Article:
The Elixir Tragedy, 1937

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A mass poisoning of 105 patients treated with an untested medication spurred Congress to empower the US Food and Drug Administration to monitor drug safety.

The US Food and Drug Administration’s role in the regulation of novel medicines was born out of tragedy. Seventy-one adults and 34 children died in the fall of 1937 after taking a drug called Elixir Sulfanilamide to treat a variety of ailments, from gonorrhea to sore throat. At that time, the FDA, which had been launched in 1906 as the Bureau of Chemistry, served simply to police claims made about food and drug ingredients. No formal government approval was required to market new drugs.

“The initial 1906 legislation was relatively weak,” says Paul Wax, a medical toxicologist at the University of Texas Southwestern Medical Center. “There had to be some truth to what [drug companies] were selling . . . but in terms of safety, let alone efficacy, that wasn’t part of the equation.”

That all changed in 1938, after the deaths linked to Elixir Sulfanilamide had become a national scandal. Six years earlier, German pathologist and bacteriologist Gerhard Domagk discovered that a chemical called prontosil protected against certain bacterial infections in mice. Further research demonstrated that the compound’s active ingredient, sulfanilimide, could fight streptococcal infections in humans, prompting several pharmaceutical companies—including Merck, Squibb, and Eli Lilly—to begin making sulfanilamide drugs. These medicines were mostly formulated as capsules and tablets, but the S.E. Massengill Company of Bristol, Tennessee, decided that a liquid form of sulfanilamide could also be a big seller.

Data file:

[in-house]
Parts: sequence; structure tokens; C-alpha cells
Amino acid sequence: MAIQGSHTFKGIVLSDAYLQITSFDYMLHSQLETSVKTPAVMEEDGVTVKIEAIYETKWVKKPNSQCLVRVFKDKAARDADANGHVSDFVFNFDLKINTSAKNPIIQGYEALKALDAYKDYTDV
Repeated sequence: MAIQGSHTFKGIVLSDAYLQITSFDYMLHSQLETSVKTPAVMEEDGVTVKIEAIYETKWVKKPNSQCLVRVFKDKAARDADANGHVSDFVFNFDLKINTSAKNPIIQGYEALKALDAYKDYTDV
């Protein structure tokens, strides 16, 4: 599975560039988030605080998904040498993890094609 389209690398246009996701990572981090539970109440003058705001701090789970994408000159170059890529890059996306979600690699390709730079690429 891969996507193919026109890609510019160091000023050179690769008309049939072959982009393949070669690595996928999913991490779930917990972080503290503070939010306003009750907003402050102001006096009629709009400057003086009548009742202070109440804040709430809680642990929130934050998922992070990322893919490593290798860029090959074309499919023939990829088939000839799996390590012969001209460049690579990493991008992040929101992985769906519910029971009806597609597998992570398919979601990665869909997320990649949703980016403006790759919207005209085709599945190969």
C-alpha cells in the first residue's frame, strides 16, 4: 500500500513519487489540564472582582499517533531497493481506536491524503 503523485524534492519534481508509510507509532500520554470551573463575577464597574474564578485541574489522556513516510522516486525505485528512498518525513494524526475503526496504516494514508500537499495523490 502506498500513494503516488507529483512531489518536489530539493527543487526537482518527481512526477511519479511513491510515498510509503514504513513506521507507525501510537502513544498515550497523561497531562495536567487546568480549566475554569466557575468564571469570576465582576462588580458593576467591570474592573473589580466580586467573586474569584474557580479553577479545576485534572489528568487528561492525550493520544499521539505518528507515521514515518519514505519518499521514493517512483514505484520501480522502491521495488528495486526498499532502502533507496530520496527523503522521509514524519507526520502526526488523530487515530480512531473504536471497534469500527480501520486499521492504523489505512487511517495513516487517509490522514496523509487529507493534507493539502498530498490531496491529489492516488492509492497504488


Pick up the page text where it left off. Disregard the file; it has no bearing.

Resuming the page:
Massengill’s chief chemist concocted a solution of 10 percent sulfanilamide, 72 percent diethylene glycol, and 16 percent water. The company’s internal control lab approved the solution’s appearance, taste, and fragrance—it was flavored with raspberry extract, saccharin, and caramel, among other ingredients—and by September 1937, Massengill had distributed 240 gallons of the liquid, called Elixir Sulfanilamide, across the country.

But commercial success soon soured, as the first deaths were reported in October: six patients in Tulsa, Oklahoma, died of renal failure following treatment with the drug. FDA Commissioner Walter Campbell immediately ordered the vast majority of the agency’s 239 inspectors and chemists to investigate, and researchers quickly fingered the medicine’s solvent, diethylene glycol, as the cause of the deaths. But under the regulations of the time, Massengill hadn’t really done anything wrong: analyses of the concoction taken by the Tulsa patients revealed the ingredients to be exactly what the company had said they were. (The company had only broken the law by calling the medicine an “elixir,” a designation that was reserved for drugs containing ethanol.)

The disaster provoked a public outcry that led to the passage of the 1938 Food, Drug, and Cosmetics Act, which gave the FDA power to monitor the safety of new drugs. “Unfortunately, it took a disaster like this to get the senators to vote and empower the FDA like it should have been empowered to begin with,” says Wax, who has studied the Elixir Sulfanilamide tragedy (Ann Intern Med, 122:456-61, 1995). It wasn’t until October 1962, however, that Congress passed the Kefauver-Harris Drug Amendments, requiring companies to provide evidence of efficacy, in addition to safety, for drug approval.

By Jef Akst

Sat, 06/01/2013